High Altitude Sickness cannot be diagnosed by one symptom as it is different in different people. One thing for sure is that any healthy person could show the symptom above 2,000 metre within a period of 6 to 10 hours after ascend and would usually reduce after 1 to 2 days. The common symptoms would include headache, fatigue, stomach illness, dizziness and not being able to get sleep. In this case exertion just makes it worse.

There are either primary symptoms and severe symptoms. The primary symptoms are lack of appetite, nausea or vomiting, fatigue or weakness, dizziness or lightheadedness, Insomnia, pins and needles, shortness of breath upon exertion, nose-bleeding, persistent rapid pulse, drowsiness, excessive flatulence, general malaise, and peripheral edema (swelling of hands, feet and face). The severe symptoms which can be broken into two categories, and life-threatening, are  Pulmonary edema (fluid in the lungs). The symptoms of which are symptoms similar to bronchitis, persistent dry cough, fever and shortness of breath even while resting.

Cerebral edema  (swelling of the brain) are headache which does not respond to analgesics, unsteady gait, gradual loss of consciousness, increased nausea and retinal hemorrhage.

The question which might arise is how to prevent AMS? While trekking in Nepal, it is best to ascend slowly and not to ski or hike in the first 24 hours. It is also best to avoid alcohol as it has a tendency of dehydrating the body and if you have also fallen into the trap of the sickness, alcohol will further exacerbates things.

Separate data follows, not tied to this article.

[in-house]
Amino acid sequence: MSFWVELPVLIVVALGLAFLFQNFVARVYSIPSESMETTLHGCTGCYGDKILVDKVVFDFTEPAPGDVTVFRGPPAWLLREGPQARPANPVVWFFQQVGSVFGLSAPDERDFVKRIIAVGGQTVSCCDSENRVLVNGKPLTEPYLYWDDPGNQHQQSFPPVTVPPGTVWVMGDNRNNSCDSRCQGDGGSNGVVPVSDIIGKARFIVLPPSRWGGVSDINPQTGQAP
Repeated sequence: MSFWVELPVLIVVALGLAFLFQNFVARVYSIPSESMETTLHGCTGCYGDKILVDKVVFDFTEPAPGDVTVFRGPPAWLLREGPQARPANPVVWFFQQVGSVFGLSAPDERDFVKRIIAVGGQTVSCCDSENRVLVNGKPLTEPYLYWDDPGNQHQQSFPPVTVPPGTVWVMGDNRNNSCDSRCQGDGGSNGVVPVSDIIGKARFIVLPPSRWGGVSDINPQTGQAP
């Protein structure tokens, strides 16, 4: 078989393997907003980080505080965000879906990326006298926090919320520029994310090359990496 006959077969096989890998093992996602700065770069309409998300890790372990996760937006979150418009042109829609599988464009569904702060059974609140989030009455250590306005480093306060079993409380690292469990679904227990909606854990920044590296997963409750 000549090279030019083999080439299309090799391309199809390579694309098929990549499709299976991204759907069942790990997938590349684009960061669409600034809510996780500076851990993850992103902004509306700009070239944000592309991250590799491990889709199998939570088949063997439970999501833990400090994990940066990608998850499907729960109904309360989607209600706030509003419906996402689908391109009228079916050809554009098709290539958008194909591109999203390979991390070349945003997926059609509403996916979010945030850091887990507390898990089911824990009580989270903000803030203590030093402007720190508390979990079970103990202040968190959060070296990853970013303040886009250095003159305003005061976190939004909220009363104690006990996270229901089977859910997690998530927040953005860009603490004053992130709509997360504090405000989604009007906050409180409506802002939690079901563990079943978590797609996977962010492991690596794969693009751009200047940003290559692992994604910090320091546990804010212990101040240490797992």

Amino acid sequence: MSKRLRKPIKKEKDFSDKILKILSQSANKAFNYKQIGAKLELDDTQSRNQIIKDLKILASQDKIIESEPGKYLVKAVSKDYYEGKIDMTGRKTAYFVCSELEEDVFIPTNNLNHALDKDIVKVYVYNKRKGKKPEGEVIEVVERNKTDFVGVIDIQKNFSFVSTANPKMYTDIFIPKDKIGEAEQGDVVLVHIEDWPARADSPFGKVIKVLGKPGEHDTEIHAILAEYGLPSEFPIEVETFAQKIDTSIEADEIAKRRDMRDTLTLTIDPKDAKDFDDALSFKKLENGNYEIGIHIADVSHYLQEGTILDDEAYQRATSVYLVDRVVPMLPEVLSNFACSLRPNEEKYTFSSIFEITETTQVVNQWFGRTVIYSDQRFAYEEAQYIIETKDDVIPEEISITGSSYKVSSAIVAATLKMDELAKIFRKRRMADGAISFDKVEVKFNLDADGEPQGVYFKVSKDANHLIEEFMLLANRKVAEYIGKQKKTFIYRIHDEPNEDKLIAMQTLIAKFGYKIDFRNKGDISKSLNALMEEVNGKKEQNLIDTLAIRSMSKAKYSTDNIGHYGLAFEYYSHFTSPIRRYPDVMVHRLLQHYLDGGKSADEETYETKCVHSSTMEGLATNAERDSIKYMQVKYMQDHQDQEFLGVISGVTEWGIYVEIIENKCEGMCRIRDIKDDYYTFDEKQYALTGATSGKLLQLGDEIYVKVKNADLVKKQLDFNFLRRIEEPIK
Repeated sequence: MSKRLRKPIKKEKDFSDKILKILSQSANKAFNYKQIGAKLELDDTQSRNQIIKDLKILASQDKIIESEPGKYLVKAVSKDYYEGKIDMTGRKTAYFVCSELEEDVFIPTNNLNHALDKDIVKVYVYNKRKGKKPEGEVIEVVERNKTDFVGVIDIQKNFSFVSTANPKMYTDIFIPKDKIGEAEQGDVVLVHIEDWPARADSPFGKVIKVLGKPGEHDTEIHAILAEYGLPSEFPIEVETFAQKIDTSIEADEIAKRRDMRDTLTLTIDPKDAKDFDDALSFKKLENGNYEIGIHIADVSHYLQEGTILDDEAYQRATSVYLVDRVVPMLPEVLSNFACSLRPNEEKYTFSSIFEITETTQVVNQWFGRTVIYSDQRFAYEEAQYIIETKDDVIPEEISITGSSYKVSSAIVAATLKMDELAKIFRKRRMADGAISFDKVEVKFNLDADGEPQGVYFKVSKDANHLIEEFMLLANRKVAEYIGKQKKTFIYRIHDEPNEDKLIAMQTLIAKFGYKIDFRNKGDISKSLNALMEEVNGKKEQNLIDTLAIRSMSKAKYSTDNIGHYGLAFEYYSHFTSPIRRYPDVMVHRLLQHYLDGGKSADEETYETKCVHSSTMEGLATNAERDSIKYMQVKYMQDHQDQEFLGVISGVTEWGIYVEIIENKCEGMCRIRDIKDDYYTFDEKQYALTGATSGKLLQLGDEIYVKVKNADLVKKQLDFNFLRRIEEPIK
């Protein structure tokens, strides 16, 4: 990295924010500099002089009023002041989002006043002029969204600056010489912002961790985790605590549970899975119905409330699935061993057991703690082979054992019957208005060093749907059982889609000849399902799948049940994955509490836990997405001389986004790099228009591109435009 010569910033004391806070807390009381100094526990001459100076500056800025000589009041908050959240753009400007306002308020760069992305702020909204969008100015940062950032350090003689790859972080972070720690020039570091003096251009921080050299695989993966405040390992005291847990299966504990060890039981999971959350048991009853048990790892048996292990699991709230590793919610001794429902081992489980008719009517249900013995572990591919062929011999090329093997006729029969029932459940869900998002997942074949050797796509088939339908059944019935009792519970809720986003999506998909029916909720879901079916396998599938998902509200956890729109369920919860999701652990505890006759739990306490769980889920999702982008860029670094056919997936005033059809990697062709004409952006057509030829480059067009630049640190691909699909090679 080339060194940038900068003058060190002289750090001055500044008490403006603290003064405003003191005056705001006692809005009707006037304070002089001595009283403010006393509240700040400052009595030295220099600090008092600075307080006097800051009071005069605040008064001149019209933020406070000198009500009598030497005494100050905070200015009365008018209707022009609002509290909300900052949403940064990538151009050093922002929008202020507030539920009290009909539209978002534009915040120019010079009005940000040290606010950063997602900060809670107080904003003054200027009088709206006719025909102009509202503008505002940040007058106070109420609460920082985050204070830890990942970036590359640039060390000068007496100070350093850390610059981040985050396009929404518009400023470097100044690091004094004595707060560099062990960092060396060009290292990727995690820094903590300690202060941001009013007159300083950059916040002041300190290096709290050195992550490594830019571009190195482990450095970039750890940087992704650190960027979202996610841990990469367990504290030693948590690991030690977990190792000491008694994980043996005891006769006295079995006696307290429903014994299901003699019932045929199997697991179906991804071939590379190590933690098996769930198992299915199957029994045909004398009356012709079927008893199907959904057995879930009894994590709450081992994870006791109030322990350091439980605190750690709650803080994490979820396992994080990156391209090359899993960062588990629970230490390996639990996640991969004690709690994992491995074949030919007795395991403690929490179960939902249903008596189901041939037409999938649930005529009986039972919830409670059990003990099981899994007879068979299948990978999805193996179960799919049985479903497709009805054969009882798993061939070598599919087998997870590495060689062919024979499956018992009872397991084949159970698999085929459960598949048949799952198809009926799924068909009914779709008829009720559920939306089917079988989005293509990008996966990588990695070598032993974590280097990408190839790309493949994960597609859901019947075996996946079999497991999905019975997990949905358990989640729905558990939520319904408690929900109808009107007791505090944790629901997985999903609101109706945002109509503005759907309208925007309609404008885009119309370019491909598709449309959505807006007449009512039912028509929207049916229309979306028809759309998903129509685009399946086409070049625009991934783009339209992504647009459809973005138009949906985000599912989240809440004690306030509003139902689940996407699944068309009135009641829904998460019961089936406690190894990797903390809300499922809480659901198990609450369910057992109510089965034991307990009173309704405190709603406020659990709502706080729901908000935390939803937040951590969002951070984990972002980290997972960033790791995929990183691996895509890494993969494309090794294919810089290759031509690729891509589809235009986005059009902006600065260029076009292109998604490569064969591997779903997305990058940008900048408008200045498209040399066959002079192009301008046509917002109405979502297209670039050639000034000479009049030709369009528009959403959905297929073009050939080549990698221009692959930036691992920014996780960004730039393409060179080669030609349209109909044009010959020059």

The next thing one should acclimatize to the altitude to allow the body to adjust to the level of oxygen in the air. This is making periodic stops for a day or two on your hike. Besides this, there are medical treatments.

The drug, Acetazolamide (Diamox) can be of some help for people to sleep make sleep possible, if they have to make quick ascends and is only good if started early in time but Everest Base Camp centre warns against it use. On the other hand, the Centre for Disease Control and Prevention says a dose of 125mg should be taken every 12 hours. CDC suggests that Dexamethasone be used to treat AMS and HACE when going down, while Nifedipine could help in HAPE. There is another drug which might help in altitude sickness called Sumatriptan.

There is also a promising new drug in the making called myo-inositol-trispyrophosphate that is said to help in the increase of oxygen let out by hemoglobin. As with all drugs it is advised against their use. Using of oxygen tents and bottle mask can make a tremendous difference.

Finally, while on a trek in Nepal, it is advisable to adhere to your guide as they know the terrain and the effect of things going wrong. They are the best help as is natural of any such person; he only believes in your welfare. This actually makes all the difference between you and Altitude Mountain Sickness.

Happy trekking in the versatile and pulchritude country of Nepal.  

Steven William Pitts